|M19.071-M19.079||Primary osteoarthritis ankle and foot|
|M19.171-M19.179||Post-traumatic osteoarthritis, ankle and foot|
|M19.271-M19.279||Secondary osteoarthritis, ankle and foot|
|M25.571-M25.579||Pain in ankle|
|T84.018A-T84.018S||Broken internal joint prosthesis [when specified as ankle]|
|T84.028A-T84.028S||Dislocation of other internal joint prosthesis [when specified as ankle]|
|T84.038A-T84.038S||Mechanical loosening of other internal prosthetic joint [when specified as ankle]|
|T84.068A-T84.068S||Wear of articular bearing surface of internal prosthetic joint [when specified as ankle]|
|T84.098A-T84.098S||Other mechanical complication of other internal joint prosthesis [when specified as ankle]|
|Z96.661-Z96.669||Presence of artificial ankle joint|
When services are Investigational and Not Medically Necessary:
For the procedure codes listed above when criteria are not met, for all other diagnoses not listed, or when the code describes a procedure indicated in the Position Statement section as investigational and not medically necessary.
Peer Reviewed Publications:
Government Agency, Medical Society, and Other Authoritative Publications:
|Websites for Additional Information|
Agility® LP Total Ankle System
INBONE® Total Ankle System
SALTO Talaris® Total Ankle Prosthesis
STAR Total Ankle Replacement System
Total Ankle Replacement
Zimmer® Trabecular Metal™ Total Ankle
The use of specific product names is illustrative only. It is not intended to be a recommendation of one product over another, and is not intended to represent a complete listing of all products available.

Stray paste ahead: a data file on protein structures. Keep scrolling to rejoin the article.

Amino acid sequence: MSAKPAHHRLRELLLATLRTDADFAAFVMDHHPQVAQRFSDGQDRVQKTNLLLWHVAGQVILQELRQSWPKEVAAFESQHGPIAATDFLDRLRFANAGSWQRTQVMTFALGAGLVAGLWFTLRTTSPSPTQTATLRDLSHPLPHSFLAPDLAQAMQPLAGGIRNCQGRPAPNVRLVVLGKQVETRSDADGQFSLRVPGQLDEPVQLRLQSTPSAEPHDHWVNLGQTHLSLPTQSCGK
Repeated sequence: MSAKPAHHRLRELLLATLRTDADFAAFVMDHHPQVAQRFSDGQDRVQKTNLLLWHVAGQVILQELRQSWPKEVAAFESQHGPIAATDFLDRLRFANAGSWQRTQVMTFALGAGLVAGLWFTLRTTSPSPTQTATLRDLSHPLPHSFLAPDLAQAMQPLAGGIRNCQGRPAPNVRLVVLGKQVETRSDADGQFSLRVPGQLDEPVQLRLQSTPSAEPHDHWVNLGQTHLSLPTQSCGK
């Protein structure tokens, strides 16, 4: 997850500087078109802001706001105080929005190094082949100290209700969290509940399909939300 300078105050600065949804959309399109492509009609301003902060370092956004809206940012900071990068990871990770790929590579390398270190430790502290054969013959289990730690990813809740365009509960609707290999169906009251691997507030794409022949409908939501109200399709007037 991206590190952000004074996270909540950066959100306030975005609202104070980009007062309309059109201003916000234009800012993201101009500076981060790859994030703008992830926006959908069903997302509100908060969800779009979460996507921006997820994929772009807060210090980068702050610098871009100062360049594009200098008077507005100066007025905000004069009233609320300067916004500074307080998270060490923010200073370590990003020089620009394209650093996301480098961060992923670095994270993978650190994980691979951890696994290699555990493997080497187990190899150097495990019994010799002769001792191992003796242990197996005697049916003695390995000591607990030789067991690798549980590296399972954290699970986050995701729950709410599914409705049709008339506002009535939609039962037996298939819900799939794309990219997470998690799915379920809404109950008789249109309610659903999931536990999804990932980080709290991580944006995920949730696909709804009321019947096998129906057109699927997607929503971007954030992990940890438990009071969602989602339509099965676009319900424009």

|Revised||05/04/2017||Medical Policy & Technology Assessment Committee (MPTAC) review. Minor typographical change in the Position Statement. Updated Rationale and Reference sections.|
|Revised||05/05/2016||MPTAC review. Updated References. Removed ICD-9 codes from Coding section.|
|Revised||05/07/2015||MPTAC review. Clarified medically necessary statement regarding revision or replacement of a previously implanted prosthesis. Updated References.|
|Reviewed||02/05/2015||MPTAC review. Updated Rationale and References sections.|
|Reviewed||02/13/2014||MPTAC review. Updated Rationale and References.|
|Revised||02/14/2013||MPTAC review. Clarification to Position Statement. Updated Rationale, References, and Index.|
|Revised||02/16/2012||MPTAC review. Clarification of Position Statement. Updated Rationale, Definitions, References and Index.|
|Reviewed||05/19/2011||MPTAC review. Updated Rationale, References and Index.|
|Revised||05/13/2010||MPTAC review. Addition to medically necessary statement about revision or replacement. Updated Coding and References.|
|Revised||11/19/2009||MPTAC review. Added medically necessary criteria for FDA approved device. Updated Rationale, Coding, References and Web Sites.|
|06/03/2009||Updated Rationale to include FDA approval of total ankle replacement system.|
|Reviewed||11/20/2008||MPTAC review. References, Coding, Rationale and Background/Overview sections updated.|
|Reviewed||11/29/2007||MPTAC review. References, Rationale and Background/Overview sections updated. The phrase "investigational/not medically necessary" was clarified to read "investigational and not medically necessary."|
|Reviewed||12/07/2006||MPTAC review. Rationale and References updated.|
|Reviewed||09/14/2006||MPTAC review. References updated.|
|Revised||09/22/2005||MPTAC review. Revision based on Pre-merger Anthem and Pre-merger WellPoint Harmonization.|
|Pre-Merger Organizations||Last Review Date||Document Number||Title|
|Anthem Southeast||11/08/2004||Memo 1179||Total Ankle Replacement|
|WellPoint Health Networks, Inc.||1/04/2004||3.01.13||Total Ankle Replacement|